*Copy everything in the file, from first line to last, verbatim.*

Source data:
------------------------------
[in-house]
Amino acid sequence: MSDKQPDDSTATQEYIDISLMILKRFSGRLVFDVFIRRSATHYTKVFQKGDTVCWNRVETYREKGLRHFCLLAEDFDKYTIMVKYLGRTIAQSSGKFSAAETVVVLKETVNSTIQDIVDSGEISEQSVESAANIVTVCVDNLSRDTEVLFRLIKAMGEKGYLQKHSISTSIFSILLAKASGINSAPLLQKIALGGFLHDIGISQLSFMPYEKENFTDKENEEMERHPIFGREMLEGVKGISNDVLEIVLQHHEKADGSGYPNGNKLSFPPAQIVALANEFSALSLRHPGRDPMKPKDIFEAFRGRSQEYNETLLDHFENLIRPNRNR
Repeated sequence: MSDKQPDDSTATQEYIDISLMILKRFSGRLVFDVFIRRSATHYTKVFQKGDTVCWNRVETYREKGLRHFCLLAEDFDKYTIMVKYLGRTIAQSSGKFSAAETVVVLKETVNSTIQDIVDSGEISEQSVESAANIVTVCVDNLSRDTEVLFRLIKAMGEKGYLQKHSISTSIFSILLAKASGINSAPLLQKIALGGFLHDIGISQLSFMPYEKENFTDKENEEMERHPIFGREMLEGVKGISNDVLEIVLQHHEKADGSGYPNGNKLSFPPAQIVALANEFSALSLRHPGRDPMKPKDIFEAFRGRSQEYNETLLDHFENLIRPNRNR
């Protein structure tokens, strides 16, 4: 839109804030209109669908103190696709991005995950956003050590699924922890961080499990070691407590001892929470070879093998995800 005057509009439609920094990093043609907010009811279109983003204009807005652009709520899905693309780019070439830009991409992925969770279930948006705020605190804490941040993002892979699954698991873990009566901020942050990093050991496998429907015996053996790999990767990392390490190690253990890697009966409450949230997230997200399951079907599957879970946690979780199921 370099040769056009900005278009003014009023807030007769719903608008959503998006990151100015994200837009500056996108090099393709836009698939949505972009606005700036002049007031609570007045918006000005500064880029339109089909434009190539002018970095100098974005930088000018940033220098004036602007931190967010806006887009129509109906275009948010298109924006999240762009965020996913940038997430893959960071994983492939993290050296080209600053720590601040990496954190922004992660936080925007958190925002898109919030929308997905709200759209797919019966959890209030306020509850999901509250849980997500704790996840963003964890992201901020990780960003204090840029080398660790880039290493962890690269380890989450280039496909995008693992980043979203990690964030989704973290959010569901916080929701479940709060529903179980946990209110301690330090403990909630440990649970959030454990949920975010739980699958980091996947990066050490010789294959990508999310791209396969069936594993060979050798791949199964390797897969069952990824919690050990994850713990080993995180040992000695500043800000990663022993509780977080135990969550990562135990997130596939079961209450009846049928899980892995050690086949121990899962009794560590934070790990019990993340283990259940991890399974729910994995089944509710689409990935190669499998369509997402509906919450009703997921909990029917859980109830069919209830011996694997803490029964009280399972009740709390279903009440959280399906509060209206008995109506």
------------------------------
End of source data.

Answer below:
[in-house]
Amino acid sequence: MSDKQPDDSTATQEYIDISLMILKRFSGRLVFDVFIRRSATHYTKVFQKGDTVCWNRVETYREKGLRHFCLLAEDFDKYTIMVKYLGRTIAQSSGKFSAAETVVVLKETVNSTIQDIVDSGEISEQSVESAANIVTVCVDNLSRDTEVLFRLIKAMGEKGYLQKHSISTSIFSILLAKASGINSAPLLQKIALGGFLHDIGISQLSFMPYEKENFTDKENEEMERHPIFGREMLEGVKGISNDVLEIVLQHHEKADGSGYPNGNKLSFPPAQIVALANEFSALSLRHPGRDPMKPKDIFEAFRGRSQEYNETLLDHFENLIRPNRNR
Repeated sequence: MSDKQPDDSTATQEYIDISLMILKRFSGRLVFDVFIRRSATHYTKVFQKGDTVCWNRVETYREKGLRHFCLLAEDFDKYTIMVKYLGRTIAQSSGKFSAAETVVVLKETVNSTIQDIVDSGEISEQSVESAANIVTVCVDNLSRDTEVLFRLIKAMGEKGYLQKHSISTSIFSILLAKASGINSAPLLQKIALGGFLHDIGISQLSFMPYEKENFTDKENEEMERHPIFGREMLEGVKGISNDVLEIVLQHHEKADGSGYPNGNKLSFPPAQIVALANEFSALSLRHPGRDPMKPKDIFEAFRGRSQEYNETLLDHFENLIRPNRNR
């Protein structure tokens, strides 16, 4: 839109804030209109669908103190696709991005995950956003050590699924922890961080499990070691407590001892929470070879093998995800 005057509009439609920094990093043609907010009811279109983003204009807005652009709520899905693309780019070439830009991409992925969770279930948006705020605190804490941040993002892979699954698991873990009566901020942050990093050991496998429907015996053996790999990767990392390490190690253990890697009966409450949230997230997200399951079907599957879970946690979780199921 370099040769056009900005278009003014009023807030007769719903608008959503998006990151100015994200837009500056996108090099393709836009698939949505972009606005700036002049007031609570007045918006000005500064880029339109089909434009190539002018970095100098974005930088000018940033220098004036602007931190967010806006887009129509109906275009948010298109924006999240762009965020996913940038997430893959960071994983492939993290050296080209600053720590601040990496954190922004992660936080925007958190925002898109919030929308997905709200759209797919019966959890209030306020509850999901509250849980997500704790996840963003964890992201901020990780960003204090840029080398660790880039290493962890690269380890989450280039496909995008693992980043979203990690964030989704973290959010569901916080929701479940709060529903179980946990209110301690330090403990909630440990649970959030454990949920975010739980699958980091996947990066050490010789294959990508999310791209396969069936594993060979050798791949199964390797897969069952990824919690050990994850713990080993995180040992000695500043800000990663022993509780977080135990969550990562135990997130596939079961209450009846049928899980892995050690086949121990899962009794560590934070790990019990993340283990259940991890399974729910994995089944509710689409990935190669499998369509997402509906919450009703997921909990029917859980109830069919209830011996694997803490029964009280399972009740709390279903009440959280399906509060209206008995109506």